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‘Yotes Notes: Wild’s playoff misfortune could be Coyotes’ gain

(AP Photo/Jim Mone)

The Coyotes’ management staff will be watching the Minnesota-St. Louis series with increased interest because it directly impacts their draft. When Arizona traded center Martin Hanzal and forward Ryan White to the Wild in February, it acquired Minnesota’s first-round pick in 2017, along with a second-round pick in 2018, a conditional 2019 fourth-round pick and minor-leaguer Grayson Downing.

The Blues lead the Wild 3-0 in their playoff series, with Game 4 on Wednesday in St. Louis. If the Blues win that series, the conditional pick in 2019 will remain a fourth-round pick, but this year’s pick could be higher than expected.

At the time of the trade, Minnesota held the top record in the Western Conference and first place in the Central Division. Assuming Minnesota loses, GM John Chayka said Tuesday that his understanding is that the pick could be as high as No. 23 after the playoffs are completed, depending on who advances to the conference finals.

Few saw that possibility coming, but that would be a valuable chip in addition to whatever pick the Coyotes gain from the NHL Draft Lottery on April 29 in Toronto.

Chayka is currently in Slovakia for the IIHF U18 World Championship.

Here is how the draft order is determined.

Round 1, picks 1-15: Determined by NHL Draft Lottery (Apr. 29)
Odds at No. 1 pick
Colorado Avalanche 18.0%
Vancouver Canucks 12.1%
*Vegas Golden Knights 10.3%
Arizona Coyotes 10.3%
New Jersey Devils 8.5%
Buffalo Sabres 7.6%
Detroit Red Wings 6.7%
Dallas Stars 5.8%
Florida Panthers 5.4%
Los Angeles Kings 4.5%
Carolina Hurricanes 3.2%
Winnipeg Jets 2.7%
Philadelphia Flyers 2.2%
Tampa Bay Lightning 1.8%
New York Islanders 0.9%

* — Vegas assigned same lottery odds as the team finishing the regular season in 28th place

Round 1, picks 16-31:
— Teams eliminated in rounds 1 and 2 who weren’t division champions in the regular season, in inverse order of points
— Teams eliminated in rounds 1 and 2 who were division champions in the regular season, in inverse order of points
— Picks 28-29: The two teams eliminated in the Conference Finals, in inverse order of points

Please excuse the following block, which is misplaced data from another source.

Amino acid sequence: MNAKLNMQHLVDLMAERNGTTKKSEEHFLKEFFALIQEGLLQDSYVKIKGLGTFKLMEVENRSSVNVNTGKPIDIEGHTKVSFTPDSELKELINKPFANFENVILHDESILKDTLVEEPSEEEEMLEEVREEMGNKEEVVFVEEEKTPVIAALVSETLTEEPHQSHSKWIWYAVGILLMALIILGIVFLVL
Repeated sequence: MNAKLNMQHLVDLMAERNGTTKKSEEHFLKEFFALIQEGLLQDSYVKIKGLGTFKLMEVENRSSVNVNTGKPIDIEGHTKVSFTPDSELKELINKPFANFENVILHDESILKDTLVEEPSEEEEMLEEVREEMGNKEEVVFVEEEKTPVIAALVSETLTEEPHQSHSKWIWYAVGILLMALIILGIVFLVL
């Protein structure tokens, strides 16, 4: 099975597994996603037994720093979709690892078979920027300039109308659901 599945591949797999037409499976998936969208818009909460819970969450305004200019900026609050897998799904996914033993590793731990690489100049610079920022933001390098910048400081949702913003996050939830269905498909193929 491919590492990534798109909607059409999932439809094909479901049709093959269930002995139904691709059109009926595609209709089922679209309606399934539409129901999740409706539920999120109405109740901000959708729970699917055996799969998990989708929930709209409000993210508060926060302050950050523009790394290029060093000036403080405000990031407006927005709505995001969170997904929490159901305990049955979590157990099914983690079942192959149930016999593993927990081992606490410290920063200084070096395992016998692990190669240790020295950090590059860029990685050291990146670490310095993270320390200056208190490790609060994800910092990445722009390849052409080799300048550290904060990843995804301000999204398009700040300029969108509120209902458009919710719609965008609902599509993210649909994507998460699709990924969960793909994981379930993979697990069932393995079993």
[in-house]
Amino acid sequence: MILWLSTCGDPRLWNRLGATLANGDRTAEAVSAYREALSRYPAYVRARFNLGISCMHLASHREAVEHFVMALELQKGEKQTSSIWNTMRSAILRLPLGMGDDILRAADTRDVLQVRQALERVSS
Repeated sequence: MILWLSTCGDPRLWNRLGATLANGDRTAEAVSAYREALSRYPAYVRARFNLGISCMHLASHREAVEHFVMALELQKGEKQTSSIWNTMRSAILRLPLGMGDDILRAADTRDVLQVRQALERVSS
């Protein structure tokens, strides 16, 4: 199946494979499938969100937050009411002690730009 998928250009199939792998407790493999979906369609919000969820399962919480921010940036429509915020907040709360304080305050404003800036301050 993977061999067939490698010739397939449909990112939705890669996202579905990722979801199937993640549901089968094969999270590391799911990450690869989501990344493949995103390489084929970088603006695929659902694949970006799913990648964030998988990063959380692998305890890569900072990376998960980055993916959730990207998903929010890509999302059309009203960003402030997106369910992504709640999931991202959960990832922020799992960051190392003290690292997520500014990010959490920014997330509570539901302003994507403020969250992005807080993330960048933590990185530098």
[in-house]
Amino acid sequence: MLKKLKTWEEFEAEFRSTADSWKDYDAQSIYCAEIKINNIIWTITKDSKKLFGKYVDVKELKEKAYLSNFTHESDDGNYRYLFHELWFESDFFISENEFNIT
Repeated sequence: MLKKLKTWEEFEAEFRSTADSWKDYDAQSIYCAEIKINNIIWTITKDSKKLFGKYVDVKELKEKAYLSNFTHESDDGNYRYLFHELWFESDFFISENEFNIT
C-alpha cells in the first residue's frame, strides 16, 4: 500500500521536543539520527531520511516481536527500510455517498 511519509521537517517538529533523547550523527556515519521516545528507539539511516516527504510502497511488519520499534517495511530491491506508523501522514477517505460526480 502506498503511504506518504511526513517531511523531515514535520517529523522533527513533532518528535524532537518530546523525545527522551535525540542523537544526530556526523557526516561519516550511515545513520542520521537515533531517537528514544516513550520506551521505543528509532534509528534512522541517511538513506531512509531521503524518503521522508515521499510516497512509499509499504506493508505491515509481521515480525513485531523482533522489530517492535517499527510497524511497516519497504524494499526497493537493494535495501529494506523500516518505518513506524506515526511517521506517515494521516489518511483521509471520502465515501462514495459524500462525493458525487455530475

— Pick 30: Stanley Cup runner-up
— Pick 31: Stanley Cup champion


When the Coyotes cleaned out their lockers on April 10, coach Dave Tippett announced that defenseman Connor Murphy (USA), center Christian Dvorak (USA) and winger Tobias Rieder (Germany) would play in the IIHF World Championship from May 5-21 in Cologne, Germany and Paris, France.

USA Hockey announced on Friday that forward Clayton Keller had been added to its roster for the tournament. Dvorak and Keller will make their World Championship debuts, but both have played for Team USA at the IIHF World Junior Championships. Dvorak won a bronze medal with Team USA in 2016 and Keller led Team USA to a gold medal in 2017.

Murphy and Rieder have played at the World Championship the past three years. Head athletic trainer Jason Serbus will be on Team USA’s training staff.


Coyotes goalie coach Jon Elkin’s contract expires this season. Coach Dave Tippett said last week that the staff would “discuss all of the personnel issues over the next couple of weeks.”

Elkin, who has been Mike Smith’s personal coach for years, would like to return.

“I’m happy with the progress that the goalies have made and we feel we have a solid core from the NHL to the AHL,” Elkin said. “It’s an exciting group to work with.”


The Coyotes added to their goaltending prospect pool on Saturday when they signed Minnesota-Duluth freshman Hunter Miska to an entry-level contract a week after Miska ended an impressive freshman season with a 3-2 loss in the NCAA Championship game.

Miska, 21, had a 27-5-5 record with five shutouts and a 2.20 goals-against average for Duluth. His goals against average and .920 save percentage both ranked 16th nationally. He was one of five finalists for the Mike Richter Award, given annually to the NCAA’s best goaltender. He was the only freshman among the finalists.

“I’m stoked to be part of the Arizona Coyotes organization,” said Miska, who will attend the Coyotes development camp this summer. “It was tough for me to leave Duluth, but the Coyotes showed a lot of interest in me and trust in me during this process. Right after the season, a number of teams came after me and the Coyotes stood out.”


Shane Doan joined the NHL Live studio on NBCSN to serve as guest analyst on Monday and will do so again Tuesday for the playoffs.


There are 16 former Coyotes in the playoffs (unless we missed somebody). It hadn’t been a productive spring for those players until Monday night. While three are goalies, two of which are not playing, ex-Coyotes had combined for one point through Sunday’s playoff games. Antoine Vermette, Michael Stone and Kyle Turris all recorded points on Monday.

Here is a look at those players.

D Michal Rozsival-Blackhawks: Hasn’t played
F Scottie Upshall-Blues: 3 games, no points
F Sam Gagner-Blue Jackets: 3 games, 1 assist, minus-3
G Al Montoya-Canadiens: Hasn’t played
F Daniel Winnik-Capitals: 3 games, no points, minus-1
F Antoine Vermette-Ducks: 3 games, 1 assist
G Chad Johnson-Flames: Hasn’t played
D Michael Stone-Flames: 3 games, one goal, two big defensive mistakes
G Curtis McElhinney-Maple Leafs: Hasn’t played
F Vern Fiddler-Predators: Hasn’t played
F Kyle Turris-Senators: 3 games, 1 assist
F Mikkel Boedker-Sharks: 2 games, no points, minus-1, scratched on Sunday
D David Schlemko-Sharks: 3 games, no points, key turnover on Edmonton’s game-winning goal on Sunday
G Devan Dubnyk-Wild: 3 games, 1.87 GAA, .923 SP
F Martin Hanzal-Wild: 3 games, no points, minus-1
F Ryan White-Wild: 1 game, no points

— There are no ex-Coyotes playing for the Penguins, Oilers, Bruins or Rangers (New York’s Oscar Lindberg never played a game for the Coyotes).

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